Friends who worked closely with veteran gay activist Frank Kameny are asking the community to contribute to a local LGBT-oriented charitable group to help it meet the cost of Kameny’s funeral, which they say is expected to be held within the next two weeks.
The group, Helping Our Brothers and Sisters (HOBS), has assisted Kameny for the past year or two, helping him meet basic household needs such as the delivery of groceries, assistance in paying utility and property tax bills, and providing transportation to and from community events, according to HOBS co-founder and President Marvin Carter.
Kameny, one of the nation’s most prominent gay rights advocates, died in his home in Washington on Oct. 11 at the age of 86.
Messages of condolence over his passing continue to pour in from across the country. Nearly all major news media outlets have published obituaries recognizing Kameny as a leading figure in the LGBT rights movement over the past 50 years.
Longtime Kameny friend and gay rights advocate Bob Witeck, CEO of Witeck-Combs Communications, said friends and activists who have known Kameny for many years are developing plans for a Kameny funeral that they hope will be held in a public building in Washington.
He said Kameny’s friends and associates working on funeral plans are asking members of the LGBT community and supporters from the community at-large to make a tax deductable contribution to HOBS, which has established a Kameny funeral fund.
Contributions can be made at helpingourbrothersandsisters.com or sent by mail to HOBS, P.O. Box 53477, Washington, D.C. 20009.
“HOBS is an all-volunteer micro-charity that helps marginalized GLBT individuals in the Washington, D.C. area meet short-term needs,” the group states on its website. “HOBS’s focus is on those who do not fit the criteria for help from other organizations and agencies.”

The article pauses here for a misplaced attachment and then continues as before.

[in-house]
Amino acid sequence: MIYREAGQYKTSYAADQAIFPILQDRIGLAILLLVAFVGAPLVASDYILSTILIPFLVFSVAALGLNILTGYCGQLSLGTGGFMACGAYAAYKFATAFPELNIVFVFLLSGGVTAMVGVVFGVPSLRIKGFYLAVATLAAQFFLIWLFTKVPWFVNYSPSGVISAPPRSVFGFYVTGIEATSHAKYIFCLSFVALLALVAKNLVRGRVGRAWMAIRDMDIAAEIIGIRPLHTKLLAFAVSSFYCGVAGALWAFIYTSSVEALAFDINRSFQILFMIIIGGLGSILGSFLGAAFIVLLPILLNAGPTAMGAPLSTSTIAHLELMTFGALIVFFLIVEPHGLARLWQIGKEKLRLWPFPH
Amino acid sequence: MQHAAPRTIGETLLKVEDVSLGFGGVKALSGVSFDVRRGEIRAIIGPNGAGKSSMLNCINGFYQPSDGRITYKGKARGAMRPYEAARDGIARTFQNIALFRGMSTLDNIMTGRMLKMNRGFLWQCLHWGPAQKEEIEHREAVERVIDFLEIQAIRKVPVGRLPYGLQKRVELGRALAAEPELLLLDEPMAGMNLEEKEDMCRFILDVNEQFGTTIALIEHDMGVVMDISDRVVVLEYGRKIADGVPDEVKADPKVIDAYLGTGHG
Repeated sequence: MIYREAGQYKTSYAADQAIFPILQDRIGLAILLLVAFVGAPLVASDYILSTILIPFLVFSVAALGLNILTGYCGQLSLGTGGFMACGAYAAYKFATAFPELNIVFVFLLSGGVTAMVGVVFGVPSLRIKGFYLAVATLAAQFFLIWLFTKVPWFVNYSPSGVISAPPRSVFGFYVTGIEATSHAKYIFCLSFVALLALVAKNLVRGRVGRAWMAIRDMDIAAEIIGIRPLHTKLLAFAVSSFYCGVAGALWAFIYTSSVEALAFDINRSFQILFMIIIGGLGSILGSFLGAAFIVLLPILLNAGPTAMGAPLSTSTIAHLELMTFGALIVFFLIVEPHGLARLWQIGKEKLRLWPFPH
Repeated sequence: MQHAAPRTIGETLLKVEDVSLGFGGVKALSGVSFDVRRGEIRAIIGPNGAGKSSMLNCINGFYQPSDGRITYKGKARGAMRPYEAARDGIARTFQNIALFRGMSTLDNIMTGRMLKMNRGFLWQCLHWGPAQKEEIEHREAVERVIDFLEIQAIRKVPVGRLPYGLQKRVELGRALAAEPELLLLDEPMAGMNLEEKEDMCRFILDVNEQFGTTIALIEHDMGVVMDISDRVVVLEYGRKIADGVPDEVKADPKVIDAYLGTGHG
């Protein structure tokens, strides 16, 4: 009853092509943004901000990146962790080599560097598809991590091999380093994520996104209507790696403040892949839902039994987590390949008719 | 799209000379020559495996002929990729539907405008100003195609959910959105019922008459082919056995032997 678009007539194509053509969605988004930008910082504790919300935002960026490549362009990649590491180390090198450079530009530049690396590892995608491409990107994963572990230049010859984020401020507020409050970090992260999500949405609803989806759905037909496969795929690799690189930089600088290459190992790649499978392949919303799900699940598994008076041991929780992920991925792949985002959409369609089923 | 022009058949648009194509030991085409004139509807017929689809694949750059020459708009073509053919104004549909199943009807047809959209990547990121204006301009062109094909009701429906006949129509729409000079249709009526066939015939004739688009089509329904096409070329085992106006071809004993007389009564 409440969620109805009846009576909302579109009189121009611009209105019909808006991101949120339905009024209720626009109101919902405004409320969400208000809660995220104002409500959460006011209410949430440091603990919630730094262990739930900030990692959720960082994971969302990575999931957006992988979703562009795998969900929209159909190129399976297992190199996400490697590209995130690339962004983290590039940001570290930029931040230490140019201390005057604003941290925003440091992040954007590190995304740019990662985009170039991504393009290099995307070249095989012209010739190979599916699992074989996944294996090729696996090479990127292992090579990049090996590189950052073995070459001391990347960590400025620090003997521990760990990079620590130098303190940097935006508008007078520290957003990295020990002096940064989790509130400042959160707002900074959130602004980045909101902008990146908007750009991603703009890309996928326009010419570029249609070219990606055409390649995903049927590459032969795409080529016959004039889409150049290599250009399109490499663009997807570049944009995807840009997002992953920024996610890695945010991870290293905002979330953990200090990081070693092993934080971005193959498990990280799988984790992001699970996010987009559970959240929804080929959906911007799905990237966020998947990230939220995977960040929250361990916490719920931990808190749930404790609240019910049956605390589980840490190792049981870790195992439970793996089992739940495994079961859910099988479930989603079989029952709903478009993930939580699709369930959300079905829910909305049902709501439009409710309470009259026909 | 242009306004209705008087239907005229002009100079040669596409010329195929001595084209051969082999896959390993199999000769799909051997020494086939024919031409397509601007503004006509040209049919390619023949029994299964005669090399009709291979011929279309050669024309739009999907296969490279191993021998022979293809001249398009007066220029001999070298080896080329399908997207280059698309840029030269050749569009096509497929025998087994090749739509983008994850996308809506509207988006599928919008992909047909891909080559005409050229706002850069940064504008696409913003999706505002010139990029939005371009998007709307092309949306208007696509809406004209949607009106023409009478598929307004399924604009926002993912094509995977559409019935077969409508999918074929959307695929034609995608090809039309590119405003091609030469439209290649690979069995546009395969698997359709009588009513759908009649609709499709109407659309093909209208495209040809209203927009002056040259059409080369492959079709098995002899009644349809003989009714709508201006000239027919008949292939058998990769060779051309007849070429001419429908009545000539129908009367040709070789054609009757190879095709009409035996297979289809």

Witeck said Kameny’s friends and associates also are planning a separate memorial service in a larger space with a target date of Nov. 15, which will mark the 50th anniversary of the Mattachine Society of Washington, the city’s first gay rights group that Kameny co-founded.
Funeral arrangements could not be made immediately, Witeck said, because Kameny’s Washington friends had to reach out to his surviving sister, 83-year-old Edna Lavey, who lives in Riverhead, N.Y. Under D.C. law, Lavey, as the next of kin, has sole legal authority to decide on what to do with Kameny’s remains.
“She’s been very gracious and very supportive of our efforts to plan the funeral,” said Witeck.
He said that under advice from lawyers, Lavey has agreed to sign a legal document giving Witeck and other friends in Washington authority to move ahead with funeral plans, including the release of Kameny’s body from the D.C. Medical Examiner’s office to a D.C. funeral home.
According to Witeck, friends will fulfill Kameny’s long-stated wish to be cremated and to have a non-religious funeral or memorial service.
One option under consideration is an offer to accept a donated cemetery plot to have Kameny’s ashes interred at D.C.’s historic Congressional Cemetery near the gravesite of the late gay Air Force veteran Leonard Matlovich. Matlovich, a decorated combat veteran in the Vietnam War, approached Kameny for assistance in his decision to become the first active duty member of the military to publicly declare that he was gay in 1975 in an effort to challenge the ban on gay service members.
The widespread media coverage of Matlovich’s declaration, which included the now famous cover story in Time magazine with the headline “I am a homosexual,” has been credited with kicking off the campaign that led to the repeal this year of “Don’t Ask, Don’t Tell.”
The Blade will report all details surrounding Kameny’s funeral and memorial service as soon as they become available.
Lou Chibbaro Jr. has reported on the LGBT civil rights movement and the LGBT community for more than 30 years, beginning as a freelance writer and later as a staff reporter and currently as Senior News Reporter for the Washington Blade. He has chronicled LGBT-related developments as they have touched on a wide range of social, religious, and governmental institutions, including the White House, Congress, the U.S. Supreme Court, the military, local and national law enforcement agencies and the Catholic Church. Chibbaro has reported on LGBT issues and LGBT participation in local and national elections since 1976. He has covered the AIDS epidemic since it first surfaced in the early 1980s. Follow Lou
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